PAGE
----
London, March 17 (CNA) Respected travel authority Lonely Planet gave a shout out to Taiwan's culinary scene on its website last week, calling the country a "secret foodie wonderland" with a diversity of influences.

Author Megan Eaves noted that many of Taiwan's dishes are hybrid creations that blend Portuguese, Dutch, Spanish, Japanese and Chinese culinary traditions to represent the different cultural influences over Taiwan's long history of colonization.

"The word 'fusion' gets thrown around a lot in culinary circles... but the Taiwanese really know what it's all about," she said in the article.

On her list of "don't-miss dishes," Eaves included xiao long bao (pork dumplings filled with soup broth), niu rou mian (beef noodles), dan zai noodles, cong zhua bing (flaky disc-like flatbread made with scallions) and gua bao (pork sandwiches).

On the "if-you-dare dishes" list are stinky tofu, squid, fried sandworms, pig intestines, century eggs and oyster omelets.

Eaves also compiled a list of "drink your heart out" beverages, from Taiwanese beer to pearl milk tea, oolong tea and even local expressions of coffee.

Although Taiwan has not short of gourmet restaurants like the world renowned Din Tai Fung dumpling house, much of Taiwan's best food is to be found in small, local restaurants, the article said.

"Perhaps the finest night market scene in the world" can be found locally, making up the mainstay of Taiwan's snack culture and night life, the article continued.

"The best plan is no plan: get lost in the market, eat when you're hungry and pop your head into shops and stalls that look enticing." 

Taiwan offers the gamut of Chinese cuisines; Taipei’s got the best Japanese outside Tokyo; and night markets around the island offer endless feasts of local snacks. Try stewed spare ribs, oyster omelettes and ‘slack-season noodles’. In the countryside, sample hearty staples of the Hakka people, or aboriginal fare including mountain vegetables and rice steamed in bamboo shells.

KEELUNG NIGHT MARKET

Encompassing several square blocks, this famous area became known for its great food during the Japanese occupation. Nowadays, this is considered the best place in Taiwan for street snacks. Though some shops are open during the day, it’s after dark when the place really comes to life.

TAINAN'S SNACK FOOD

Snack your way through this historic city, which is said to be where a number of Taiwanese dishes originated. To try out some traditional food look for dan zai noodles, coffin cake, oily rice or seafood congee. Some of the best areas for casual eating are down atmospheric alleys lined with shops selling fried dishes, along with drinks and snacks.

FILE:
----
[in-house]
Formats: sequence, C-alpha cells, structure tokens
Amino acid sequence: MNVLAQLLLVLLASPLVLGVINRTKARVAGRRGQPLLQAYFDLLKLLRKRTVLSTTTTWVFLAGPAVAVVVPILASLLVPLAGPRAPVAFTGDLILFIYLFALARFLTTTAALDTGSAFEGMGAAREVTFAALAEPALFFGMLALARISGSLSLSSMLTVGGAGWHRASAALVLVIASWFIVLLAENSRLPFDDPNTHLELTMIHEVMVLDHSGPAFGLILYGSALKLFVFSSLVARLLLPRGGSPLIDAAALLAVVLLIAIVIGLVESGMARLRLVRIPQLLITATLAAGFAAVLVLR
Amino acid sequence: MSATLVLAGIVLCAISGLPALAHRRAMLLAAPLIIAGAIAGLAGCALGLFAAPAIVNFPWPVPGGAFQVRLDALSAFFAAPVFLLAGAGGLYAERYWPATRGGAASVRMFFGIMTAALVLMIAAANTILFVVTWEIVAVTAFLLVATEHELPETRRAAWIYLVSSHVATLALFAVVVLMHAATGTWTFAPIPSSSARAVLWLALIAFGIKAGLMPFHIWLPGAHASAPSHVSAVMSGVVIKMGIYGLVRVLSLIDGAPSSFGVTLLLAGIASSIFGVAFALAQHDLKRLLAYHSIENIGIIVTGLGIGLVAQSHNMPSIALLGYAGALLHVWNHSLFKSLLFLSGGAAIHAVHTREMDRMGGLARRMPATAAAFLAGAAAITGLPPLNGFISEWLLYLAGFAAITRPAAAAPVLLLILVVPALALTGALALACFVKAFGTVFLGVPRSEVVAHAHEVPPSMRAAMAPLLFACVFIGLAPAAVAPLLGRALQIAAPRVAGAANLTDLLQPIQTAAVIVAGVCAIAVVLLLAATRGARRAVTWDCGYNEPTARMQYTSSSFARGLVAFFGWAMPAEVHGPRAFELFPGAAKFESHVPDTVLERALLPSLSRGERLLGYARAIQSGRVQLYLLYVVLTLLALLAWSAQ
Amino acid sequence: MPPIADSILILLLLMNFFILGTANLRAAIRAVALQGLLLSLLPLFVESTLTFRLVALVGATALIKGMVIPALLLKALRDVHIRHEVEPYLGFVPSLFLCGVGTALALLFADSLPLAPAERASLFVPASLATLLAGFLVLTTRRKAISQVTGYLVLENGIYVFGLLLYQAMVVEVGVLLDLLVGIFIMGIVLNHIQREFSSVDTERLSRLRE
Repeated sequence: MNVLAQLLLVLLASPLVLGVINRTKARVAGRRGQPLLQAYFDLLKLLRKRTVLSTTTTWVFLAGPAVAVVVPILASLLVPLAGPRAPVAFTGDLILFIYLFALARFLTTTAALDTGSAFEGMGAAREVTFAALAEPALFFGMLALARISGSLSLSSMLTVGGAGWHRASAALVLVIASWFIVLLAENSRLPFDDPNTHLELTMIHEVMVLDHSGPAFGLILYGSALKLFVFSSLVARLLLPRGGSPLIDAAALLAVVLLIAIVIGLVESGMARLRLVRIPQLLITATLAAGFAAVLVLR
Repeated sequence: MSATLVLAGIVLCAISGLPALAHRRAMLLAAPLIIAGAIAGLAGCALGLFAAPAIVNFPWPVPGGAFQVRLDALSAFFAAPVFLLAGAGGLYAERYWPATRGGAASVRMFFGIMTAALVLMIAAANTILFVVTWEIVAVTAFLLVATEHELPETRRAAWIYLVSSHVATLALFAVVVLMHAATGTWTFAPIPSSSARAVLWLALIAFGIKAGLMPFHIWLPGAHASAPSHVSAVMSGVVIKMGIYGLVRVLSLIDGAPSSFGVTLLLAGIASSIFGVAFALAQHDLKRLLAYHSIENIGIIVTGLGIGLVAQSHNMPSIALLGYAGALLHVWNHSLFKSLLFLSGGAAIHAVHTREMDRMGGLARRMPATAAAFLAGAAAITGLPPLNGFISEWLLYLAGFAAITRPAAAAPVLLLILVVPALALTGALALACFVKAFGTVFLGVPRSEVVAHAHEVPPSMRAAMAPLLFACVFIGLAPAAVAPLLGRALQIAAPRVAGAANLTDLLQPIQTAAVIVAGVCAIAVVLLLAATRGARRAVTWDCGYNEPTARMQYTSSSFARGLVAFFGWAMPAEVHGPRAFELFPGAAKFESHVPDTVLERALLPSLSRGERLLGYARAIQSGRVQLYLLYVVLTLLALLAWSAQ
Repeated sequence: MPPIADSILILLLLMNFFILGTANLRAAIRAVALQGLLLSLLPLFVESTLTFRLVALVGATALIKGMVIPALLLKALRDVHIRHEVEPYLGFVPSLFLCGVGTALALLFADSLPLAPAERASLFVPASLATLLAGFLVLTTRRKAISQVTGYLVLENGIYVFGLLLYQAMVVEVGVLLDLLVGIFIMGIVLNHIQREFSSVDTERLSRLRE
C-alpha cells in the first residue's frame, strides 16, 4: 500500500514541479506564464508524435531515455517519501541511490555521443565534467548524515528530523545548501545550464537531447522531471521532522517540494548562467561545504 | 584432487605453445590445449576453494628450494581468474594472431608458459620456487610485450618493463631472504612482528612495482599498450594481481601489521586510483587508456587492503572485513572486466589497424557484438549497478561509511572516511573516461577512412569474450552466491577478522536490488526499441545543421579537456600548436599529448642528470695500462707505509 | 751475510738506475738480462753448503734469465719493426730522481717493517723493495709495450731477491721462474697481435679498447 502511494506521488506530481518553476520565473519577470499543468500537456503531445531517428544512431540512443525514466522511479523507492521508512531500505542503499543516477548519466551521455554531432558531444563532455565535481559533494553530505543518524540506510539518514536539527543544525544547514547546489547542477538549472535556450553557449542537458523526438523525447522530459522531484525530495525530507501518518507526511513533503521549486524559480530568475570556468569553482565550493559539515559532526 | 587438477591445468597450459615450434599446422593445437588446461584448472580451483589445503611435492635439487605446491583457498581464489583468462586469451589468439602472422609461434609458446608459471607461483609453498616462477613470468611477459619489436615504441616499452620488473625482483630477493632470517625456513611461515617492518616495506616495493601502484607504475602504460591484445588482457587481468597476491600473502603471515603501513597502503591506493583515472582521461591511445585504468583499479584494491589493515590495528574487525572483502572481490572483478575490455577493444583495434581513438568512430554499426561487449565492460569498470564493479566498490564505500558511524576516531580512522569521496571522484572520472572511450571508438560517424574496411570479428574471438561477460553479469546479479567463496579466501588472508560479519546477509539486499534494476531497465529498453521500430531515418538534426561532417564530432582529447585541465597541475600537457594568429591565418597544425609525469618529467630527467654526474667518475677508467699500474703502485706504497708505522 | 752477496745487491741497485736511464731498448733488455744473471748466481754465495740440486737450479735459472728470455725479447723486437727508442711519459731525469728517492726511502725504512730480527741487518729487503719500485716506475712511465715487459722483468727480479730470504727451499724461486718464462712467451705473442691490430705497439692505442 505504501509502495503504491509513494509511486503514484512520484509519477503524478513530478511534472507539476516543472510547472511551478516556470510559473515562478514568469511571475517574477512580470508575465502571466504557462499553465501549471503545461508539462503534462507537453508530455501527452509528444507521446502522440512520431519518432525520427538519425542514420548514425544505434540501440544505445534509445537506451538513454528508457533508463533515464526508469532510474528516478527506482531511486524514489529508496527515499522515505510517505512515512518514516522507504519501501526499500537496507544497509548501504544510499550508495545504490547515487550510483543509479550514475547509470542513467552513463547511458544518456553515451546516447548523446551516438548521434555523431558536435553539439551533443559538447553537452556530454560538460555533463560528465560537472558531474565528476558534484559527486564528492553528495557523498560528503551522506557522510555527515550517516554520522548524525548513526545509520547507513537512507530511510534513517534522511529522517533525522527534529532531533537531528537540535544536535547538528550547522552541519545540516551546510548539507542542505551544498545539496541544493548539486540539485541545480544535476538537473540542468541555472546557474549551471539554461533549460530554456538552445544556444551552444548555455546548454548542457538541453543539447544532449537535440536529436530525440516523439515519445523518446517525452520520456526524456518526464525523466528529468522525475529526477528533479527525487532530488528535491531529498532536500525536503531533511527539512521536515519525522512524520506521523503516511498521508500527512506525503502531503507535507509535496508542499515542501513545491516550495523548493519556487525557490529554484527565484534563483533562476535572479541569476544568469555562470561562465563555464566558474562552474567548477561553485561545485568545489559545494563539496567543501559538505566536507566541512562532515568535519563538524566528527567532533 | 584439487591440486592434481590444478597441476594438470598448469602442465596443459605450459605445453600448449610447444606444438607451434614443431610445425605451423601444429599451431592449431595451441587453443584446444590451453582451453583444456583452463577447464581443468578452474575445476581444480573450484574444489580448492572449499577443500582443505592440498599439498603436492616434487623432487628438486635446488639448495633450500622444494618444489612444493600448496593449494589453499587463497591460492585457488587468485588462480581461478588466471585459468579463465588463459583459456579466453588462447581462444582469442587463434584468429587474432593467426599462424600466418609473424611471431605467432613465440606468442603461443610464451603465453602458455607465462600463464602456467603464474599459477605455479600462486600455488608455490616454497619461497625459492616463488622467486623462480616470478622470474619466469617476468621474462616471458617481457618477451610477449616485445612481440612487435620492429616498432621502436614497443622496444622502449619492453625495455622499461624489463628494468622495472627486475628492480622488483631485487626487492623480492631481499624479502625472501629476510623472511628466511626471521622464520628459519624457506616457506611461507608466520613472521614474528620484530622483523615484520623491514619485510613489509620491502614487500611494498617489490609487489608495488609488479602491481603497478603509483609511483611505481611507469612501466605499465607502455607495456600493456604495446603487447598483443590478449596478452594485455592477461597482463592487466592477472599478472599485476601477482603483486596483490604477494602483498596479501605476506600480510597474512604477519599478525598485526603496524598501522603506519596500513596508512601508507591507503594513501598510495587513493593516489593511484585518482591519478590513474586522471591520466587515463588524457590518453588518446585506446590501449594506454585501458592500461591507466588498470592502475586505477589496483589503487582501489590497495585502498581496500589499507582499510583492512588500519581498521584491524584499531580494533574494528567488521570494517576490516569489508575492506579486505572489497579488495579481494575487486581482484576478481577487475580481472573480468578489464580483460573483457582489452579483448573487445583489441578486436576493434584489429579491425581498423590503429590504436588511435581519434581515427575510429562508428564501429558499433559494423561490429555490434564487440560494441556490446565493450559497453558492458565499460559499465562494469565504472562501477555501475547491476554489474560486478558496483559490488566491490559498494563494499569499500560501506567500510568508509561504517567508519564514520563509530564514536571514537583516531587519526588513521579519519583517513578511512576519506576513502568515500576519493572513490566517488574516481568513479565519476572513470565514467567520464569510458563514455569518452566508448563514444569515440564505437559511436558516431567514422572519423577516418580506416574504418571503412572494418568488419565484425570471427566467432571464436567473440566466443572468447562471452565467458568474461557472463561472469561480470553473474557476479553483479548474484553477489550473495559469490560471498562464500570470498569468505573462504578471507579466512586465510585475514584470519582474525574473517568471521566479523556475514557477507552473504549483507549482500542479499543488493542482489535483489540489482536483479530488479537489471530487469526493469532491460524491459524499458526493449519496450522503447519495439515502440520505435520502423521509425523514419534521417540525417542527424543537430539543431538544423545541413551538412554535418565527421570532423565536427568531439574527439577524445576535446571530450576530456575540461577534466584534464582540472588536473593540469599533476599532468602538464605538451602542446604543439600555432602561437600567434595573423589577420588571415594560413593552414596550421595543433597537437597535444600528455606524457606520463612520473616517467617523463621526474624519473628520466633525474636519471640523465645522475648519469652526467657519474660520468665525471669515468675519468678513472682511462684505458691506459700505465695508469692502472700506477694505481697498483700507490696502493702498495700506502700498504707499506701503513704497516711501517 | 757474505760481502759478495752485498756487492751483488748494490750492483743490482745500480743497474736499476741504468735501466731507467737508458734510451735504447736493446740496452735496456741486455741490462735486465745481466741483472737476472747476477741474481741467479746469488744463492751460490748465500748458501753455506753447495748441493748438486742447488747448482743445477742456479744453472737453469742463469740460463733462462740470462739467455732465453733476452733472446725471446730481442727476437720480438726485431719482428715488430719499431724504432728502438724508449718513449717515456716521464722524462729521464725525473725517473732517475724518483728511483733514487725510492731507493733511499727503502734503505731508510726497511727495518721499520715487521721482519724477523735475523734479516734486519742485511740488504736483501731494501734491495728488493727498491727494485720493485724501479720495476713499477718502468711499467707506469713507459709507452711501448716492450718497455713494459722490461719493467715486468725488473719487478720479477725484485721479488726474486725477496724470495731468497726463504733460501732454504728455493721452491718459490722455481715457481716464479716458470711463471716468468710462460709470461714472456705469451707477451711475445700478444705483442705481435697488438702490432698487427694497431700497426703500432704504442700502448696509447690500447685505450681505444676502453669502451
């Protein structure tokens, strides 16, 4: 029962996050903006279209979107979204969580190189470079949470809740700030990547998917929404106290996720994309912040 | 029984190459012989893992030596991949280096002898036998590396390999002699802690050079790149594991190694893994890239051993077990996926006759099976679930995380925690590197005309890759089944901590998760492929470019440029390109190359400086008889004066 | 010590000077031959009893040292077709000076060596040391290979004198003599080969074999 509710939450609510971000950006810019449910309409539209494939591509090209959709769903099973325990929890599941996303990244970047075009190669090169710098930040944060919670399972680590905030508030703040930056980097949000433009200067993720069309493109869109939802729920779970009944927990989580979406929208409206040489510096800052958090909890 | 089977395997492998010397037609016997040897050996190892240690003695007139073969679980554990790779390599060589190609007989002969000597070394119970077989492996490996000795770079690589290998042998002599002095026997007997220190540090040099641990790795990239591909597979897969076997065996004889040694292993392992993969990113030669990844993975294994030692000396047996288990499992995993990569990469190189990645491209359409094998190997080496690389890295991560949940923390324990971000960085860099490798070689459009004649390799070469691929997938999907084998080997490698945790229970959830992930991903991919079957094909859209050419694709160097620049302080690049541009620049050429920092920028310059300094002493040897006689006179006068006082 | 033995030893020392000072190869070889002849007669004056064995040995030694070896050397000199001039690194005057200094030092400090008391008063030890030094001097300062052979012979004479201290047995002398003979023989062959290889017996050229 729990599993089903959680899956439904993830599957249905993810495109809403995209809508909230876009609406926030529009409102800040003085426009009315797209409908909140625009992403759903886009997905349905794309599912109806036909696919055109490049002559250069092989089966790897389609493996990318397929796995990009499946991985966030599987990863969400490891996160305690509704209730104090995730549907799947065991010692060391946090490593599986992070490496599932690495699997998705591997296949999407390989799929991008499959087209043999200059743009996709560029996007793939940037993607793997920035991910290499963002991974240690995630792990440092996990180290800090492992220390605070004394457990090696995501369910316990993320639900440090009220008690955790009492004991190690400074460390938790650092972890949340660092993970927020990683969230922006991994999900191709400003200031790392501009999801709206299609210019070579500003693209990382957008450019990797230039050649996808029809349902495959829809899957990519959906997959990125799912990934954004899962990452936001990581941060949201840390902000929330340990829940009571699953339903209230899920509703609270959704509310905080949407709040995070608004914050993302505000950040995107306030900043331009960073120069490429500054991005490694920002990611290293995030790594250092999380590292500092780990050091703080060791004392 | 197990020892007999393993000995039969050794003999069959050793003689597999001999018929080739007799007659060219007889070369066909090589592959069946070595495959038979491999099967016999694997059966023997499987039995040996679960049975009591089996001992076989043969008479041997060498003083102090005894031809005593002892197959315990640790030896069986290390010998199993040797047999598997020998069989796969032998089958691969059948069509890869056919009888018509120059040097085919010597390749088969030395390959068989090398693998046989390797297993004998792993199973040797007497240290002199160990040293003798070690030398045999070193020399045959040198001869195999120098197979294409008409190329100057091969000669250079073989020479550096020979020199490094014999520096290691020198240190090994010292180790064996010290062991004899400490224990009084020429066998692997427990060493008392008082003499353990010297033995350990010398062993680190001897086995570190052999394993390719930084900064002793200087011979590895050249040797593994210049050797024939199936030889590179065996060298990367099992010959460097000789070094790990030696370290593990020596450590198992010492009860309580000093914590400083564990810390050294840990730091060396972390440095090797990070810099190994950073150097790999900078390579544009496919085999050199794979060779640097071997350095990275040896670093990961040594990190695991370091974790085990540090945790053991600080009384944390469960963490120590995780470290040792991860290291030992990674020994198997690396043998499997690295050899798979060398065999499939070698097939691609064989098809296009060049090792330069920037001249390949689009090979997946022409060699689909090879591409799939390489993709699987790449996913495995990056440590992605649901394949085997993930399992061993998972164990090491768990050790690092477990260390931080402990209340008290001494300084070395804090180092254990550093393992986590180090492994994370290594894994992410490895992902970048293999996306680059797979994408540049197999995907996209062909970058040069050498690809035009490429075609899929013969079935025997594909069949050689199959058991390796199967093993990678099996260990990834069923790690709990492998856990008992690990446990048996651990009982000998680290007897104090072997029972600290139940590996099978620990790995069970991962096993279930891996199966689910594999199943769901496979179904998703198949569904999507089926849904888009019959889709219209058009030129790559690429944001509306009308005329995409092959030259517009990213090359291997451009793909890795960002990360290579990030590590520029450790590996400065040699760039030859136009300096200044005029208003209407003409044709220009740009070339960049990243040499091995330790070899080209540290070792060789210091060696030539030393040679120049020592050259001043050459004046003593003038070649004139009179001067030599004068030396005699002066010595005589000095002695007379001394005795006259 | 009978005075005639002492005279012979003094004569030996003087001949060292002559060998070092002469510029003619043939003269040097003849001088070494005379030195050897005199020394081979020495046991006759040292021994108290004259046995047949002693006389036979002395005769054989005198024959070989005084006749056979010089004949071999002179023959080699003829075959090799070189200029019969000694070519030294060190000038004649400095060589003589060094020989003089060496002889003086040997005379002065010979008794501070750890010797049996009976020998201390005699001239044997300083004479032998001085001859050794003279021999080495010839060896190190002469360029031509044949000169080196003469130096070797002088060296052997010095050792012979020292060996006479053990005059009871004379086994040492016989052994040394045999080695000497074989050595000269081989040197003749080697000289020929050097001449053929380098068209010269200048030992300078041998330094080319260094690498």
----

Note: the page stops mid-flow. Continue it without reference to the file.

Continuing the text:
TEA

Boasting good soil, humid conditions and sunny weather, Taiwan is a prime tea-growing area. High-mountain oolongs will blow your taste buds away with their creamy texture and honey flavours, and the ruby colour and sweet aroma of Oriental Beauty tea might just convince you to make it your new morning ‘coffee’.

DINTAIFUNG, TAIPEI

With Taipei’s most celebrated dumplings, Dintaifung is deservedly popular for Shanghai-style treats made fresh to order. Try the classic, award-winning xiaolong bao (steamed pork dumplings). This spot is very popular with locals and visitors alike.

SUCCULENT FRUIT

Blessed with an astonishing range of climates and soils, and a populace that’s in the know when it comes to fruit, Taiwan is the perfect place to indulge your sweet tooth naturally. Start with something familiar: cut up pineapple, honeydew melon, or a little guava, before moving on to starfruit, wax apple, tangerine or custard apple.


CIFADAHAN CAFÉ, MATAI’AN

Don’t miss the food at this Matai’an institution. Run by a talented indigenous artist whose aboriginal-themed carvings and furniture adorn the restaurant, dishes include a 19-vegetable salad and a hot pot brought to the boil with fire-heated stones. The huge set meals offer a range of dishes to sample.

知名旅遊指南「孤獨星球」最新文章報導,歷經不同外來文化,台灣美食呈現獨特的融合口味,台灣廚師常獲獎、夜市盛行,台北到處有美食地點,可和東京、香港、新加坡媲美。

這篇名為「台灣:一個神秘美食仙境」的報導,由孤獨星球(Lonely Planet)北亞地區編輯伊維斯(Megan Eaves)親自訪台品嘗美食後撰寫。

報導說,「融合」一詞在烹飪圈充斥,有人將甜甜圈搭配牛角麵包就稱為融合,不過台灣知道如何做到食物融合。葡萄牙人、荷蘭人、西班牙人、日本人、早期來自中國大陸的移民前後都在這裡立足,台灣的食物結合本地的口味,創造出真正的混合菜餚。

伊維斯在文章中介紹了到台灣不能錯過的美食,包括小籠包、牛肉麵、擔仔麵、蔥抓餅、刈包等。如果老饕膽大點,她推薦品嘗臭豆腐、花枝、炒沙蟲、豬腸、皮蛋和蚵仔煎。

不可錯過的料理:小籠包、牛肉麵、擔仔麵、蔥抓餅、割包
膽大者可試:臭豆腐、炭烤魷魚、炒沙蟲、豬腸、皮蛋、蚵仔煎
必喝飲料:珍珠奶茶、烏龍茶、咖啡、台灣啤酒
其中咖啡雖然不是台灣特產,但伊維斯對台灣咖啡文化如此普及相當驚訝,文章中說很多咖啡店開到深夜,甚至還可把照片印在拿鐵拉花上。
 

source:
http://focustaiwan.tw/news/asoc/201403180012.aspx
http://www.lonelyplanet.com/competitions/taiwan-the-beautiful-isle/taiwan-food.php
http://iservice.libertytimes.com.tw/liveNews/news.php?no=969875&type=%E5%9C%8B%E9%9A%9B
http://www.appledaily.com.tw/realtimenews/article/international/20140318/362046/%E3%80%8A%E5%AF%82%E5%AF%9E%E6%98%9F%E7%90%83%E3%80%8B%E6%97%85%E9%81%8A%E6%8C%87%E5%8D%97%EF%BC%9A%E5%8F%B0%E7%81%A3%E7%BE%8E%E9%A3%9F%E4%BB%99%E5%A2%83